President Thomas Jefferson and Secretary of State James Madison Sign a Ship’s Passport for a Vessel That Would Soon Be in the Midst of an International Incident in the Barbary Wars

Henry Bowers was a ship’s captain from Massachusetts. In 1807 he was master of the Schooner Mary Ann. Document signed, Washington, May 18, 1807, being a ship’s passport for “Henry Bowers master or commander of the Schooner called the Mary Ann”, originating in New York and bound for St. Bartholomews & St....

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President Thomas Jefferson and Secretary of State James Madison Sign a Ship’s Passport for a Vessel That Would Soon Be in the Midst of an International Incident in the Barbary Wars

Henry Bowers was a ship’s captain from Massachusetts. In 1807 he was master of the Schooner Mary Ann. Document signed, Washington, May 18, 1807, being a ship’s passport for “Henry Bowers master or commander of the Schooner called the Mary Ann”, originating in New York and bound for St. Bartholomews & St. Thomas, and carrying “flour, pork, beef, lard, butter, fish, candles & soap”. The document is signed by Thomas Jefferson as President, James Madison as Secretary of State, and David Gelston as Collector of the Port of New York.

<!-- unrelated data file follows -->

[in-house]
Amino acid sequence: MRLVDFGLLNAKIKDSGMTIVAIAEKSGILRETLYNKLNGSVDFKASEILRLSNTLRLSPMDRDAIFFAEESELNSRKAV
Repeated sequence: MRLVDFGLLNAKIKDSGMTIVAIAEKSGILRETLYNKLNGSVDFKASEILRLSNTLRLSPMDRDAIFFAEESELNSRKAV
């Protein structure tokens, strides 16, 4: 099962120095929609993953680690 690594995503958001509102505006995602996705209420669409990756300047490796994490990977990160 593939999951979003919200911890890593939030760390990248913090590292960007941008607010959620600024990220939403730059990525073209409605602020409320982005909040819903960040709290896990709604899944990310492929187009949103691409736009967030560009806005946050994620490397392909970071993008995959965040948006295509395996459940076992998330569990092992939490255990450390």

Later that year, in a flare up in the Barbary Wars between Algiers and the United States, the Schooner Mary Ann found itself in the wrong place at the wrong time. It was in the Mediterranean and was one of three American ships taken by an Algerian ship of war. Americans in Europe, including Tobias Lear, former secretary of George Washington, reported back to the U.S. government on the event. It was not until 1815 that these outbreaks of hostilities ceased.

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